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Learning About Bone Sarcomas in Children

Common places for bone sarcomas, including above and below the knee and on the upper arm

What is a bone sarcoma?

A bone sarcoma is a kind of tumour—a growth of abnormal cells in the bones. When the tumour grows out of control and destroys nearby tissue or spreads to other parts of the body, it's called malignant. That means it's a type of cancer.

Sarcoma is another name for a malignant bone tumour.

Bone cancer can spread to other parts of the body, like the lungs or lymph nodes.

What are some common types of bone sarcomas?

The most common types of bone sarcomas in children include:


This tumour is also common in young adults. It often appears in the wider ends of bones, in the knee, shoulder, and sometimes the pelvis.

Ewing sarcoma.

This can be in the bone shaft (the middle of bones), mainly near the knee, pelvis, and upper arm.

What are the symptoms?

Your child may feel pain near the tumour.

You may feel swelling or a lump over the bone. If the tumour is near a shoulder, hip, or knee joint, your child may not be able to move the arm or leg freely.

Bone tumours can weaken bones. Sometimes bones with tumours can break.

How are these tumours diagnosed?

The doctor will ask about your child's symptoms and past health. He or she will also examine your child. If the doctor can feel a bone tumour or if your child has other symptoms, your child will get some tests. The tests can find out if it's cancer. They can also help the doctor figure out the best treatment for the tumour.

The doctor may also find a tumour when taking X-rays or images for another problem.

  • Your child may have one or more imaging tests to get a better look at the tumour. These may include:
    • X-rays.
    • CT scan.
    • MRI scan.
    • PET scan.
    • Bone or other nuclear scan.
  • Your child may need blood tests and other lab work. This might include genetic testing.
  • Your child may need a biopsy so that a sample of the tumour can be looked at under a microscope. This sample may also be used to test for substances in your child's body that might indicate cancer (biomarkers), which will help with planning treatment.
  • Doctors may also examine other parts of your child's body to see if the tumour has spread.

The doctor may talk to you about what "stage" your child's cancer is. The stage refers to how large the tumour is and how far it has spread. It also includes the tumour grade, which describes what the cancer cells look like and how likely they are to grow and spread.

These can help the doctor find out what type of treatment your child may need. And it may help to find a clinical trial that has treatments for your child's type of cancer.

How is it treated?

Treatment for bone cancer is based on the stage of the bone cancer and other things, such as your child's overall health. The main treatments include:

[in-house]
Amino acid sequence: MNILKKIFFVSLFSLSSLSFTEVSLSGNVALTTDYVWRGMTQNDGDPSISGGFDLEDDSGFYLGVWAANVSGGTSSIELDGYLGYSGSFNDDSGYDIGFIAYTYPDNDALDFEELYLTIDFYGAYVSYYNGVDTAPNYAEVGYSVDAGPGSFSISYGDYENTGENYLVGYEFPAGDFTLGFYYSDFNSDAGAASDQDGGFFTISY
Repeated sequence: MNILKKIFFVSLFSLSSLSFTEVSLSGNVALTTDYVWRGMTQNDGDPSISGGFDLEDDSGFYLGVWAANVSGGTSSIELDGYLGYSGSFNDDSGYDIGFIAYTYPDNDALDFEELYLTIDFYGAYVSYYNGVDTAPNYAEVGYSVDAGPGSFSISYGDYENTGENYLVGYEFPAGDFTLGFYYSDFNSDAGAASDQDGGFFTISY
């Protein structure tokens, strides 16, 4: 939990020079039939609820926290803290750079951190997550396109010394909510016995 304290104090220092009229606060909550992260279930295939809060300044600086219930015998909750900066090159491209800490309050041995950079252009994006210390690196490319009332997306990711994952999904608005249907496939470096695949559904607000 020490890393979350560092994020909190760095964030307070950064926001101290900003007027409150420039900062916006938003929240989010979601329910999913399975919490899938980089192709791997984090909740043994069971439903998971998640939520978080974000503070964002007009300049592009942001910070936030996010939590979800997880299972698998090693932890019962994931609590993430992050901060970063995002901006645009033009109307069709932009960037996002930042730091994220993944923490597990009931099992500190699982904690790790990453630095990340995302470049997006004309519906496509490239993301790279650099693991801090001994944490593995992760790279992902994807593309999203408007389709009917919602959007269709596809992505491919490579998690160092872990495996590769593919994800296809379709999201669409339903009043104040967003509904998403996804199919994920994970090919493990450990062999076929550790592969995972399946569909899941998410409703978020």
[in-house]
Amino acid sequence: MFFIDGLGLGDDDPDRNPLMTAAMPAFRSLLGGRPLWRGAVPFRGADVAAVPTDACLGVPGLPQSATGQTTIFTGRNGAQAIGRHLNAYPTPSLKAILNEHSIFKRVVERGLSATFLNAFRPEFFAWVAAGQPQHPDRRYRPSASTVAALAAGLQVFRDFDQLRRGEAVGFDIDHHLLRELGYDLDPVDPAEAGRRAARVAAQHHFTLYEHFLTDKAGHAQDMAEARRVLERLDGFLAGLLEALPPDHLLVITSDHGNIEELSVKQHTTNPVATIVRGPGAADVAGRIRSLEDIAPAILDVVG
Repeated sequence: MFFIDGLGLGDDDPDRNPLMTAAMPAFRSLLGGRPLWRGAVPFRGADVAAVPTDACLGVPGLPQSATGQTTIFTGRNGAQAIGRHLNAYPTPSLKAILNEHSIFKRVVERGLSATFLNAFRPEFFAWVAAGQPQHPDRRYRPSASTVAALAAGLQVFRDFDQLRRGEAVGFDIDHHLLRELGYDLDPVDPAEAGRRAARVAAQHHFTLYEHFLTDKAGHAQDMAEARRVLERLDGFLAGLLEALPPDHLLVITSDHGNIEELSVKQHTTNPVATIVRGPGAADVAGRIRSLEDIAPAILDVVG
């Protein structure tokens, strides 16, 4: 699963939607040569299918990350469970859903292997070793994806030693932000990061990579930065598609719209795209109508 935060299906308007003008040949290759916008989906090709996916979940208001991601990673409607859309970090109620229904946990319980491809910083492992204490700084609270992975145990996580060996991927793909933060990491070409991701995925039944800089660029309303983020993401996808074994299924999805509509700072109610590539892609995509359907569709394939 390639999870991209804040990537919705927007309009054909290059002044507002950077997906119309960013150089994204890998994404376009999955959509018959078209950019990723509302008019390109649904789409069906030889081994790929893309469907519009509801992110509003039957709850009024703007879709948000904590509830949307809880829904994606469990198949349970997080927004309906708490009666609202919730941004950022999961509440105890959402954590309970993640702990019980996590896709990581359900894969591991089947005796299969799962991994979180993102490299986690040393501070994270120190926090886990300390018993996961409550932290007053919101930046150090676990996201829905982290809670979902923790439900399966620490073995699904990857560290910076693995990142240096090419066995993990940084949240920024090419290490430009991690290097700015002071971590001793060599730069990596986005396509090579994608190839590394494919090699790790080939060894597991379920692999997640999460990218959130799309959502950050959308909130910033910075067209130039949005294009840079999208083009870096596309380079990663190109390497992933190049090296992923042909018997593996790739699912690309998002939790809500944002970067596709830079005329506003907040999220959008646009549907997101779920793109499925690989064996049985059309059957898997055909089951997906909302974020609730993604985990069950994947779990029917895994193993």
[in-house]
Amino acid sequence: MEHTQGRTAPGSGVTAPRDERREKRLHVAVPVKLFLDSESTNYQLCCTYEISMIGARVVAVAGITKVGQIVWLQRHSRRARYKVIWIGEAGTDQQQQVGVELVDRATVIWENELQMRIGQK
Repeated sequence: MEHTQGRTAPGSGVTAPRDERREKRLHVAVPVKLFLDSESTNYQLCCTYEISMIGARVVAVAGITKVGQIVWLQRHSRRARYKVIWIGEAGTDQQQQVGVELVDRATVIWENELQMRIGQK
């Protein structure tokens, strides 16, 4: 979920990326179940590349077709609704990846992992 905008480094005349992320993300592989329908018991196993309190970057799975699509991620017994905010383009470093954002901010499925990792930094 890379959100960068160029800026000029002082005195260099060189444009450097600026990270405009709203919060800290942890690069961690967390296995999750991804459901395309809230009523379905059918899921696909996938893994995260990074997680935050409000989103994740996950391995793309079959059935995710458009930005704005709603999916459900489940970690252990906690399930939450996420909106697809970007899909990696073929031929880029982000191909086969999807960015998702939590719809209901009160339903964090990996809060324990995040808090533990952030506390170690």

Your child may need surgery to remove cancer from the bone or to remove part of the bone. A bone graft or metal part may be used to replace the bone that was removed. If cancer is found in an arm or a leg, the limb can usually be saved.


These medicines kill fast-growing cells, including cancer cells and some normal cells.

Radiation therapy.

This uses high-dose X-rays to destroy cancer cells and shrink tumours. It may be used along with surgery or after surgery.

For certain types of bone tumours, other treatments may be used, such as a stem cell transplant, targeted therapy, or immunotherapy.

The doctor will talk with you about the options and then make a treatment plan for your child.

What are some things to think about?

  • Some tumours are aggressive and need treatment right away. But most cancer grows slowly enough that you can take a little time to find out more about your child's cancer as you decide about treatment.
  • Talk to your child. Answer all of your child's questions honestly. If you don't know the answers, help your child find out.
  • Ask any questions you might have. You can talk to the doctor, nurses, counsellors, and other advisors.
  • Talk to family, friends, and supporters. Get the kinds of help you need.
  • Think about getting a second opinion from another doctor. Before your child starts major treatment, it's a good idea to check with another doctor about the type of cancer your child has and what stage it is. Your child's doctor can recommend someone for a second opinion.

Follow-up care is a key part of your child's treatment and safety. Be sure to make and go to all appointments, and call your doctor or nurse advice line (811 in most provinces and territories) if your child is having problems. It's also a good idea to know your child's test results and keep a list of the medicines your child takes.

For further information see Children’s Oncology Group Osteosarcoma.

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